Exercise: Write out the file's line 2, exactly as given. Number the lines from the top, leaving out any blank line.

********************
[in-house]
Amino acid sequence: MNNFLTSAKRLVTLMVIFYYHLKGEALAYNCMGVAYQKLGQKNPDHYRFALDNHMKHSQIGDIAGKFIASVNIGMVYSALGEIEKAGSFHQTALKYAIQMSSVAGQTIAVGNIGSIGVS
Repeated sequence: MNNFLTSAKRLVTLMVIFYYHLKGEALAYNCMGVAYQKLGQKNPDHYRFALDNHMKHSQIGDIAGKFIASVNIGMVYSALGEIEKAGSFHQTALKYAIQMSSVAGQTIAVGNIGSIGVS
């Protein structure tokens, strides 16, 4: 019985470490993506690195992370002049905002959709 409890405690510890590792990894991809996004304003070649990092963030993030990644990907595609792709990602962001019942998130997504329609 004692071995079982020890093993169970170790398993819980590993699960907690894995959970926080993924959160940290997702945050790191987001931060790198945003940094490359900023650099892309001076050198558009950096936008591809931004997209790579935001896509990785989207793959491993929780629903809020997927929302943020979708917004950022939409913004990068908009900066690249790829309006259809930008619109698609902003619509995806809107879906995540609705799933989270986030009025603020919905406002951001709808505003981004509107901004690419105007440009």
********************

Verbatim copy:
Amino acid sequence: MNNFLTSAKRLVTLMVIFYYHLKGEALAYNCMGVAYQKLGQKNPDHYRFALDNHMKHSQIGDIAGKFIASVNIGMVYSALGEIEKAGSFHQTALKYAIQMSSVAGQTIAVGNIGSIGVS